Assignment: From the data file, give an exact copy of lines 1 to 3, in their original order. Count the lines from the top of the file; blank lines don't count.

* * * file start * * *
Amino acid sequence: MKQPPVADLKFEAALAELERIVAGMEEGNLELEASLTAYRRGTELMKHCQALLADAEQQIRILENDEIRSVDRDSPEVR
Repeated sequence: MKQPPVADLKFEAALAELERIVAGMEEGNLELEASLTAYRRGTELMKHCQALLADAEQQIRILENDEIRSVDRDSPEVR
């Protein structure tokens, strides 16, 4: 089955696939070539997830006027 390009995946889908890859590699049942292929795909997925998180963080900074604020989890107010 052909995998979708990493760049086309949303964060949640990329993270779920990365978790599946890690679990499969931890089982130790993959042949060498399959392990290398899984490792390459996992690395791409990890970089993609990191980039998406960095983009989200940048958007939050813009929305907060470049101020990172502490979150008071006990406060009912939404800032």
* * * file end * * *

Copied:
Amino acid sequence: MKQPPVADLKFEAALAELERIVAGMEEGNLELEASLTAYRRGTELMKHCQALLADAEQQIRILENDEIRSVDRDSPEVR
Repeated sequence: MKQPPVADLKFEAALAELERIVAGMEEGNLELEASLTAYRRGTELMKHCQALLADAEQQIRILENDEIRSVDRDSPEVR
């Protein structure tokens, strides 16, 4: 089955696939070539997830006027 390009995946889908890859590699049942292929795909997925998180963080900074604020989890107010 052909995998979708990493760049086309949303964060949640990329993270779920990365978790599946890690679990499969931890089982130790993959042949060498399959392990290398899984490792390459996992690395791409990890970089993609990191980039998406960095983009989200940048958007939050813009929305907060470049101020990172502490979150008071006990406060009912939404800032």